The New York Times and USA Today bestselling author of The Huntress and The Alice Network returns with another heart-stopping World War II story of three female code breakers at Bletchley Park and the spy they must root out after the war is over.
It’s an odd thing to realize that the author whose work you enjoy the most writes in a genre that you almost never read. I’m not a historical fiction buff, nor am I particularly drawn to stories about World War II. Nonetheless, all three of Kate Quinn’s recent books: The Alice Network (technically a WWI spy thriller), The Huntress, and The Rose Code have captivated me entirely.
I adore Quinn’s writing; it’s vivid, flows incredibly smoothly, draws you into each scene and character. Speaking of characters, she does this wonderful thing with them where they’re actually broadly drawn rather than excessively nuanced, and somehow that works wonderfully for me as a reader. It’s a bit like the difference between modern films and ones from the Golden Age of cinema – it’s not that one’s better than the other (and arguably, modern films probably are better overall), but that sometimes its so purely enjoyable to see those big, clearly defined characters on the screen or page for a time.
I’ve noticed that with all three of the books I’ve read by Kate Quinn that they start fast, have what feel like extended middles with lots of narrative development but not especially fast pacing, and then bring you into these fabulous roller coaster rides in the last act. That sometimes means you worry during the middle of the book that it might not all come to some big, boisterous ending, but in the books of hers I’ve read, the endings have always been worth the wait.
I won’t gush further because, well, I’m still not sure why I like these books so much given my normal genres are fantasy, mystery, and the occasional venture into an Ian McEwan book, but I come away from every Kate Quinn novel wishing she also wrote fantasy, or mystery, or, hell, wrote some Ian McEwan books too.
If you’ve never read anything by Kate Quinn, I recommend starting with The Alice Network. I think I’ve bought that book for more people than any other I can remember, which is surely a good sign.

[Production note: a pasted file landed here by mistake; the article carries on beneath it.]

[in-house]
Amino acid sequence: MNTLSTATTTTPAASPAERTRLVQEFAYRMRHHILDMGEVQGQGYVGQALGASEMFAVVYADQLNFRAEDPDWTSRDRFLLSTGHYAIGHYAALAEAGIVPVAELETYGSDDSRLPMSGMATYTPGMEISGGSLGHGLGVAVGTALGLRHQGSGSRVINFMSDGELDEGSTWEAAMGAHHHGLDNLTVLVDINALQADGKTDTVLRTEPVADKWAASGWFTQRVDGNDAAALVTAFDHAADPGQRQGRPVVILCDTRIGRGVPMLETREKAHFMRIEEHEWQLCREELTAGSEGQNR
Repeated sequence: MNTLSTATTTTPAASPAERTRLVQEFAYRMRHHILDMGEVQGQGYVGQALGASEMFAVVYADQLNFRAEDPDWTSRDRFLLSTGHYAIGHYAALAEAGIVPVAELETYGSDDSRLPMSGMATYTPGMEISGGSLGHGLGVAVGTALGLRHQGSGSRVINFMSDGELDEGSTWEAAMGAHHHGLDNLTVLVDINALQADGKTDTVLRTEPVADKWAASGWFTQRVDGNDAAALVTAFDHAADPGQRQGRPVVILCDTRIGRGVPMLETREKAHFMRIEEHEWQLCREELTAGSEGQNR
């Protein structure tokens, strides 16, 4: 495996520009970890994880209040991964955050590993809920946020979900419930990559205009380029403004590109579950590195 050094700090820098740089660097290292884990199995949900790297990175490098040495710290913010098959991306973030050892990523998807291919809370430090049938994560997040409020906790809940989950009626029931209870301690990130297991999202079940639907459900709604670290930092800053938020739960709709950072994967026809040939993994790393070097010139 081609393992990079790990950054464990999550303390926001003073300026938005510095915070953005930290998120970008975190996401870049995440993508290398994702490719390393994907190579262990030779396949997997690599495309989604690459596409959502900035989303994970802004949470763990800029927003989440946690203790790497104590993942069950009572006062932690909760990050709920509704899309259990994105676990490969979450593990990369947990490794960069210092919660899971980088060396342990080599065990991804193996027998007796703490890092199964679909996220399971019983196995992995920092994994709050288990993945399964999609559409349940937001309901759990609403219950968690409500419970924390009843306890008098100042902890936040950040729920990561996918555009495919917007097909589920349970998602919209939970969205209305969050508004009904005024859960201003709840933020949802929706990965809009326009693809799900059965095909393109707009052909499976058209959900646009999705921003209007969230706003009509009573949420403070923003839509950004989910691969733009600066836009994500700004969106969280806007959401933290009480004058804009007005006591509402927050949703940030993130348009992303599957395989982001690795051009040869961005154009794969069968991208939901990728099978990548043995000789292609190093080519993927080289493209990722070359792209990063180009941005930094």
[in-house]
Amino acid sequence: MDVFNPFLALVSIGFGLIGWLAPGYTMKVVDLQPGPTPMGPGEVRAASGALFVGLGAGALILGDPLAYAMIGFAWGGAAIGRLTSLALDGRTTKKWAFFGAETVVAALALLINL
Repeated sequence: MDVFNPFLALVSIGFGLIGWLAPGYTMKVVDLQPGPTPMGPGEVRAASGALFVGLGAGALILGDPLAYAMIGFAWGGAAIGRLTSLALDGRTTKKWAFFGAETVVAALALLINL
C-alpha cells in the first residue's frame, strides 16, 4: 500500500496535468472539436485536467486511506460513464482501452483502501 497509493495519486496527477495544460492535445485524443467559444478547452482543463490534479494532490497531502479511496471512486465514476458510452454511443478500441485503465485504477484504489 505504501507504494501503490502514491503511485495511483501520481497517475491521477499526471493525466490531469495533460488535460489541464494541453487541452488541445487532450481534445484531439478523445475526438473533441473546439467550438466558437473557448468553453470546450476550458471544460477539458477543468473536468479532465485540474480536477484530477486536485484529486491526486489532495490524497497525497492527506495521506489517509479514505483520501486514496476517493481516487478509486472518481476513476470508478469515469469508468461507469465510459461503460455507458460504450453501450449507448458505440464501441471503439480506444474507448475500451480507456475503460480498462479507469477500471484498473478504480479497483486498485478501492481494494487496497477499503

1940. As England prepares to fight the Nazis, three very different women answer the call to mysterious country estate Bletchley Park, where the best minds in Britain train to break German military codes. Vivacious debutante Osla is the girl who has everything—beauty, wealth, and the dashing Prince Philip of Greece sending her roses—but she burns to prove herself as more than a society girl, and puts her fluent German to use as a translator of decoded enemy secrets. Imperious self-made Mab, product of east-end London poverty, works the legendary codebreaking machines as she conceals old wounds and looks for a socially advantageous husband. Both Osla and Mab are quick to see the potential in local village spinster Beth, whose shyness conceals a brilliant facility with puzzles, and soon Beth spreads her wings as one of the Park’s few female cryptanalysts. But war, loss, and the impossible pressure of secrecy will tear the three apart. 1947. As the royal wedding of Princess Elizabeth and Prince Philip whips post-war Britain into a fever, three friends-turned-enemies are reunited by a mysterious encrypted letter–the key to which lies buried in the long-ago betrayal that destroyed their friendship and left one of them confined to an asylum. A mysterious traitor has emerged from the shadows of their Bletchley Park past, and now Osla, Mab, and Beth must resurrect their old alliance and crack one last code together. But each petal they remove from the rose code brings danger–and their true enemy–closer…